the partner of glenn greenwald who broke the story about in the states the valence was detained in london while carrying materials from edward snowden to british authorities so closely cooperate with washington now accuse him of quote terry's. aaron swartz was neither a whistleblower nor a journalist when it was a champion of the free internet fighting against censorship he fills in advocating the online getting the use of as much information as possible on the government on january eleventh the twenty six year old committed suicide. prosecutors wanted to put him in jail for up to thirty five years for downloading academic articles from a subscription based research website at his university with the intent to make them available to the public but this was somebody who was pushed to the edge by what i think of as a kind of bullying by our government a government for treated him as if he were nine eleven terrorists edward snowden's
revelations showed with the kind of surveillance that governments are doing. i will seize out the window but this year will also learn what happens to those who embrace this new age of openness and accessibility of information while governments in the u.s. government first and foremost one their populations to be open and transparent they themselves become increasingly secretive in washington i'm going to shut down r t. let's take a closer look at what snowden exposed about n.s.a. surveillance it's collecting millions of phone records in america every day and it also has access to internet giants like google facebook microsoft and it's harvesting online data around the globe on top of that the security agency's target european citizens and even leaders but at the same time germany and the u.k. along with australia and canada are actually closely collaborating with american intelligence latin american governments and companies are a target for u.s.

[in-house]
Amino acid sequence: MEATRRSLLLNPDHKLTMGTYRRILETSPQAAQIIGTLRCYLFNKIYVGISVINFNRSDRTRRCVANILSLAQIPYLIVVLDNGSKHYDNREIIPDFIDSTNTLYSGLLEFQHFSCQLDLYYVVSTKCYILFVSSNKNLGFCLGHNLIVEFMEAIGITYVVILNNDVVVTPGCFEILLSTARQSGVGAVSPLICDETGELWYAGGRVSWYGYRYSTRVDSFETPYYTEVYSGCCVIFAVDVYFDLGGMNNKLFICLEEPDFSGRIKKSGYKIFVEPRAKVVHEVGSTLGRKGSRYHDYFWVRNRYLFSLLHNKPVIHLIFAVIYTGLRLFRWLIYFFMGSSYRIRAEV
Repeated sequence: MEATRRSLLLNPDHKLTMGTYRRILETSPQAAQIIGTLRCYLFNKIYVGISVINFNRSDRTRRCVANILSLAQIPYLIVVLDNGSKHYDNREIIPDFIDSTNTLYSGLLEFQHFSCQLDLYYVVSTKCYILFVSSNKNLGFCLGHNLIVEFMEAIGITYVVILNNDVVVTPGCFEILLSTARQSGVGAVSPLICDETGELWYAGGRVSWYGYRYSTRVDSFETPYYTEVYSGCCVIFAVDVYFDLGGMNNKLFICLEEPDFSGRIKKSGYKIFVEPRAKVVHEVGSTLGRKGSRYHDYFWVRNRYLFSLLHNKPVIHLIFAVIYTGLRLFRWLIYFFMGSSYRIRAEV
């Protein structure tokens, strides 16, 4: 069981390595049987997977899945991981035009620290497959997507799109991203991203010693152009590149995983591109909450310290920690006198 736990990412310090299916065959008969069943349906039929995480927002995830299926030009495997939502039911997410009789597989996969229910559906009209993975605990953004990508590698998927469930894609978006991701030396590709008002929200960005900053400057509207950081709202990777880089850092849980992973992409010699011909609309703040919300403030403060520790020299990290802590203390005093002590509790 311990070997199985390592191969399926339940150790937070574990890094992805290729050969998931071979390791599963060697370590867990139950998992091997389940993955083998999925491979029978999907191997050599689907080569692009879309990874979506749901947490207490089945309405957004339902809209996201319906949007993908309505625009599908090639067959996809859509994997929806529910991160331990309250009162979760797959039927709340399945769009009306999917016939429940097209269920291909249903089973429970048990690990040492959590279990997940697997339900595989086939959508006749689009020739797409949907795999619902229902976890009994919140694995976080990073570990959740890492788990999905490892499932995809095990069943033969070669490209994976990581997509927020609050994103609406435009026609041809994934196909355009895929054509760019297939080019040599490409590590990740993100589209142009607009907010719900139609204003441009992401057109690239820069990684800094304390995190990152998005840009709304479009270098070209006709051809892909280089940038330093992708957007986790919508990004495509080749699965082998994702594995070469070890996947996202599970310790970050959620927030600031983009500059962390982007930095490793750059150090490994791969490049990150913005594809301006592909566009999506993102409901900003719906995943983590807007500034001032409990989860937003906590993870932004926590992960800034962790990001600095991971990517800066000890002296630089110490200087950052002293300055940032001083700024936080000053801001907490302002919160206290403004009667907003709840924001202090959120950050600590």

spies plus the n.s.a. is collecting data from fiber optic cables that carry most of the world's internet and phone traffic before her cia officer ray mcgovern believes those of violating privacy should face justice not the leakers. i am delighted to hear that ed snowden on his desk in honolulu had a copy of the constitution of the united states all dog eared because he used it to argue with his in his campaign there it is say as to whether what they were doing was illegal whether it was constitutional whether it was a crime for them to be corrupt to be cooperated in using their technical expertise to violate americans privacy right and left the question should be why those who are aided and abetted this way they should be in the supposed impeached in their case and brought to trial for these of gross violations of their solemn oath to you